BENNY cites overtime
Village Trustee Armon Benny, who has been frequently critical of the department, went further and said firefighters were abusing the overtime system. For example, he said hypothetically someone is scheduled to work Tuesday and Friday. This person is asked if he wants to work a 24-hour shift on Monday to fill in for somebody. The firefighter works Monday and then calls in sick or takes a personal day for his regular day on Tuesday. He fills in again on Thursday — a day he is not scheduled to work — and calls in sick for his scheduled shift on Friday.
This hypothetical worker has worked two twenty-four hour shifts, but has been paid 48 hours of overtime and 48 hours of straight time.
Benny, who is seeking re-election this November, said he has an issue with the fact that the union puts together the work schedule instead of the village. “Why doesn’t the employer set the schedule — not the other way around?” he said.
Kastberg acknowledged that there seemed to be an issue where some firefighters would take a sick day before a scheduled vacation day so their time off could be extended. He would like to get a new chief on board to replace Richard Kasko who can “efficiently and effectively run the fire department.”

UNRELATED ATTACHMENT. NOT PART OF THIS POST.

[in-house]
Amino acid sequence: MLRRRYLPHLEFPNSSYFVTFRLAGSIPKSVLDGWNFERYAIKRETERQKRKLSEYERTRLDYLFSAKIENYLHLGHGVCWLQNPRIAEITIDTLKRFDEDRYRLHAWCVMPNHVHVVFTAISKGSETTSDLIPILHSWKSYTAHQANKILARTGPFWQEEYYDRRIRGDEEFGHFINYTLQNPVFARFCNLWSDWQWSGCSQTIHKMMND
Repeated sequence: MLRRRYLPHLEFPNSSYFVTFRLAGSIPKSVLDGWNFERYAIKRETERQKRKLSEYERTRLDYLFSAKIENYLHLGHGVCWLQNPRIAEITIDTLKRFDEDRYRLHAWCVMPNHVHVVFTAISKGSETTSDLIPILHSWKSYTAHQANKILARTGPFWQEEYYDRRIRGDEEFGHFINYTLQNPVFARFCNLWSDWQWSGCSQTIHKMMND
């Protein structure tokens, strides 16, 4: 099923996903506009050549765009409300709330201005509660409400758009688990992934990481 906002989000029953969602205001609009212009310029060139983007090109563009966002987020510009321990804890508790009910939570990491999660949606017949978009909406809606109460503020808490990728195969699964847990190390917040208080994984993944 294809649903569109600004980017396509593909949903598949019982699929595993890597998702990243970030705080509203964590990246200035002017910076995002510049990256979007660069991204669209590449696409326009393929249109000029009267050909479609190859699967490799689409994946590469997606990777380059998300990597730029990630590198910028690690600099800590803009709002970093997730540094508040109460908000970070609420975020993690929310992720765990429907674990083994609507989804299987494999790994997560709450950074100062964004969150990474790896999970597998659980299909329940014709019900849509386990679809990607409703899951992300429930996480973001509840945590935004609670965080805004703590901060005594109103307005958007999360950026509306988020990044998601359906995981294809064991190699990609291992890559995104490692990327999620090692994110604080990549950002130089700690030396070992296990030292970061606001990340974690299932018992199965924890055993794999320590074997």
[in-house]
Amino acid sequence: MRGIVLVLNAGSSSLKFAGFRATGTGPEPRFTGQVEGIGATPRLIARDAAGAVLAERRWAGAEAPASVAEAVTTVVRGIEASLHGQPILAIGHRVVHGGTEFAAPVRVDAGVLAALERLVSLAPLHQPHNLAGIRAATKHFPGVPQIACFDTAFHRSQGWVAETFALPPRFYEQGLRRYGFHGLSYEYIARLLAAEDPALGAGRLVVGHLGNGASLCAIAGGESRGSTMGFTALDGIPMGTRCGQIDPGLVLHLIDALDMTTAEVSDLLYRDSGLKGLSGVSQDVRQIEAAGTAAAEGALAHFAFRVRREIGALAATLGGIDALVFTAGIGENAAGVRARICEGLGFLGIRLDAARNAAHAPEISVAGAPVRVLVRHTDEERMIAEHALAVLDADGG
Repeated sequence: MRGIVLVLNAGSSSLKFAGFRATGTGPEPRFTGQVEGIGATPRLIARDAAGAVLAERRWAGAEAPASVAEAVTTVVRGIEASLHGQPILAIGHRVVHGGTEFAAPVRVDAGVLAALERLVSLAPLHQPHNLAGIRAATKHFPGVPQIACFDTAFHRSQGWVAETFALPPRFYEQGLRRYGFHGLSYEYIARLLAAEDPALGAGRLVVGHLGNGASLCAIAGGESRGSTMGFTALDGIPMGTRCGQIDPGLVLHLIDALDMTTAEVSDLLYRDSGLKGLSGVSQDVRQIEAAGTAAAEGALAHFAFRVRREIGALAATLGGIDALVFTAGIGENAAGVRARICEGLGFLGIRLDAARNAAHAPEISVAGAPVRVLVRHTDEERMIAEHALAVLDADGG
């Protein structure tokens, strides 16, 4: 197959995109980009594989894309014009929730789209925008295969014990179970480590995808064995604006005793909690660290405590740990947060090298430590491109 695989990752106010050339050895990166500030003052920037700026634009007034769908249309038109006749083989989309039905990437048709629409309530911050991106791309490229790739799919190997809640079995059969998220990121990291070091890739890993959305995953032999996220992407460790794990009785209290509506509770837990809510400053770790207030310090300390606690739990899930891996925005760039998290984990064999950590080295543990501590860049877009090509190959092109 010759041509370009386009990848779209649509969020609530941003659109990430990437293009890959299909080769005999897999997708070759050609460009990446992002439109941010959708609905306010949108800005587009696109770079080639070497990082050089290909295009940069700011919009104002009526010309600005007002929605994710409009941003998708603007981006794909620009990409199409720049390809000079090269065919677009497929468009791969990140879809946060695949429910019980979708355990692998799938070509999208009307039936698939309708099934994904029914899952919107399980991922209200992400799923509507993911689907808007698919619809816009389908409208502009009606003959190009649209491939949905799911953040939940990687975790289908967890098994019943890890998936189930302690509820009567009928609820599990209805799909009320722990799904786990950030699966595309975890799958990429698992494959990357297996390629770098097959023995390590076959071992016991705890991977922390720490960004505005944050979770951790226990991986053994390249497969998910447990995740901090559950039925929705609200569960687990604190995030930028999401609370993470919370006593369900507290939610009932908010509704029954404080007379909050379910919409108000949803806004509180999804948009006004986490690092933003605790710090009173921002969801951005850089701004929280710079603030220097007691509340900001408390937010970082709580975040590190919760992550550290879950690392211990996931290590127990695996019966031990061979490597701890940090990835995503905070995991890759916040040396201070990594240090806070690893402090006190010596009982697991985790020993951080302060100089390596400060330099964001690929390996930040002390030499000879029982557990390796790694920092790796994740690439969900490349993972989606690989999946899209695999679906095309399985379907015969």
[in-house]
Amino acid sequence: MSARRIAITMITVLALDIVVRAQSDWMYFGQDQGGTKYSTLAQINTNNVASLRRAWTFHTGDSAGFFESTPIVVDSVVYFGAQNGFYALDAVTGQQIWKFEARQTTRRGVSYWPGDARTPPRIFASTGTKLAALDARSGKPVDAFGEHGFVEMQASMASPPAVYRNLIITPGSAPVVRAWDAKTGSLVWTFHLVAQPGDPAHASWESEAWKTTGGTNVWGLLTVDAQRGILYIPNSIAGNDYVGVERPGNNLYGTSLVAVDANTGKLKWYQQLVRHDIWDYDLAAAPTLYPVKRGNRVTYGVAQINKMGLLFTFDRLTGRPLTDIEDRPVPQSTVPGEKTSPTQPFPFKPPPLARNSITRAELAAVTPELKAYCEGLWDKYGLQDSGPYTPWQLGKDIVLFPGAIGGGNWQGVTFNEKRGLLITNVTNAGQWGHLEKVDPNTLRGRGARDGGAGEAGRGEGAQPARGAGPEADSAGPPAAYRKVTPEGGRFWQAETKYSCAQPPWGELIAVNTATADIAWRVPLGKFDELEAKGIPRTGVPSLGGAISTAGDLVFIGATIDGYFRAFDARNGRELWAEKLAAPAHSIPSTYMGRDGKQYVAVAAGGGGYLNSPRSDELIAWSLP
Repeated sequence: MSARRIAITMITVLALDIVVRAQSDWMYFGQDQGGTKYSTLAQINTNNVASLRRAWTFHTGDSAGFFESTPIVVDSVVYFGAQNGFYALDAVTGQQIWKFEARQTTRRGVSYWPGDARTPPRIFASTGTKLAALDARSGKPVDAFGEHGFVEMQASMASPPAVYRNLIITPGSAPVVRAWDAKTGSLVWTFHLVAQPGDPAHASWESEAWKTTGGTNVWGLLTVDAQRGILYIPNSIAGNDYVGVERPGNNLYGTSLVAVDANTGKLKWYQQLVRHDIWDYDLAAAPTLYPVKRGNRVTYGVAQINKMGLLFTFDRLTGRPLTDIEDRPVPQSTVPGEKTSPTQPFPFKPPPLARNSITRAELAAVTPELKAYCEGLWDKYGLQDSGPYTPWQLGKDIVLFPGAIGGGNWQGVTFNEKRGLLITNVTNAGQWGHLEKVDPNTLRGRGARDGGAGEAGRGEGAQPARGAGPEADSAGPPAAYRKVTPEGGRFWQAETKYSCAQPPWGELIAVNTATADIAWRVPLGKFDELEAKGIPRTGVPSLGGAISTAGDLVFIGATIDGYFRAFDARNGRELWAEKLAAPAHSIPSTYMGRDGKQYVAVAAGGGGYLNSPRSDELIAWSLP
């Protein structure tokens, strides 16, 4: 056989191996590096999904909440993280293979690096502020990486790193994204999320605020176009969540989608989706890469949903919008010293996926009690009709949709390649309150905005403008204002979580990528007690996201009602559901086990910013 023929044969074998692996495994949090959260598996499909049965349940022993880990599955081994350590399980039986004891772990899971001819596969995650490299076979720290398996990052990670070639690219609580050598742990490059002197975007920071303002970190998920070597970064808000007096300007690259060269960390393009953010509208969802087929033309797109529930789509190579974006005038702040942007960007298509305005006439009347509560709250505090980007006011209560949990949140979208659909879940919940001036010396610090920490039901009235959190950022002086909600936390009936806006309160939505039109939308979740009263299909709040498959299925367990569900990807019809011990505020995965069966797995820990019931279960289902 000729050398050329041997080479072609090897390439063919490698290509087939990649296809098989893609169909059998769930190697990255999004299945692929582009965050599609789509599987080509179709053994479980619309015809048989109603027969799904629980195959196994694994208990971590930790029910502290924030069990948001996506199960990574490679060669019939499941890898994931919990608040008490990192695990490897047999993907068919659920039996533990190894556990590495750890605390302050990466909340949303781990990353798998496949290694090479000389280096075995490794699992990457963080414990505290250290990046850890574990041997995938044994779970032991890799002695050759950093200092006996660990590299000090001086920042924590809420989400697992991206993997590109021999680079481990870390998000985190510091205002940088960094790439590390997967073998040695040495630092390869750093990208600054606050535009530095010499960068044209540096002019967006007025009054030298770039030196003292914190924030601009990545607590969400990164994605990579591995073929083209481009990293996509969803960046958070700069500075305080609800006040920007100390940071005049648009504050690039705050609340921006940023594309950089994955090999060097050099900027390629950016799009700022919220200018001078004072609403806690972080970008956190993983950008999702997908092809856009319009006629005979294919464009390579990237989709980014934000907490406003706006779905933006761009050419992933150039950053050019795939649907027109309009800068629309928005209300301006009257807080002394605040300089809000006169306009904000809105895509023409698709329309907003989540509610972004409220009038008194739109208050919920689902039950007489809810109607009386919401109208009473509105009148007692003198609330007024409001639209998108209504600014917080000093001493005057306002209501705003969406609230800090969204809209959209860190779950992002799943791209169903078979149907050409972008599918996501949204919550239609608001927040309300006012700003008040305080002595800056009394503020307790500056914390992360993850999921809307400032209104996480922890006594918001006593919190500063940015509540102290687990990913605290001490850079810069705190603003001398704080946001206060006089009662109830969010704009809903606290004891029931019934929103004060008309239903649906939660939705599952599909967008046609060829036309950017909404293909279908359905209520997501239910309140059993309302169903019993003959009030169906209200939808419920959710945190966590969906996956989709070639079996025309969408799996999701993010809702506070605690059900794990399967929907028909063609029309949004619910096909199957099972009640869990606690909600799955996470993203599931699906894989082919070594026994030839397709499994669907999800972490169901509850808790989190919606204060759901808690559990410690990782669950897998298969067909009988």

Almy said Benny has a grudge against the fire department that has existed since he has been on the board. He said he does not believe there is any abuse of sick or personal time. “Our members are very conscious of taking time,” he said. “We police our own people. We certainly don’t want things like that.”
He said the union discourages multiple firefighters’ taking vacation at the same time.
Interim Chief Charles Keller said he believes that the situation Benny referred to of taking on sick days to extend a vacation has not happened this year at all.
Almy said, in fact, the department often does not use all of its sick and personal time. Per the contract, each firefighter receives 12 days per year, which equated to 2,592 hours in 2007 because there were only nine members in the department. Only 265 hours — about 10 percent — were used. There is a rollover option for unused time.
Each person also gets five personal days. Almy said it is not supposed to be used for vacation. The firefighters must file a written request to the chief or station officer to use the personal day unless it is an emergency.
That same year, they only used 177 hours — about 16 percent — of those eligible.
FIRE SCENE CONTROL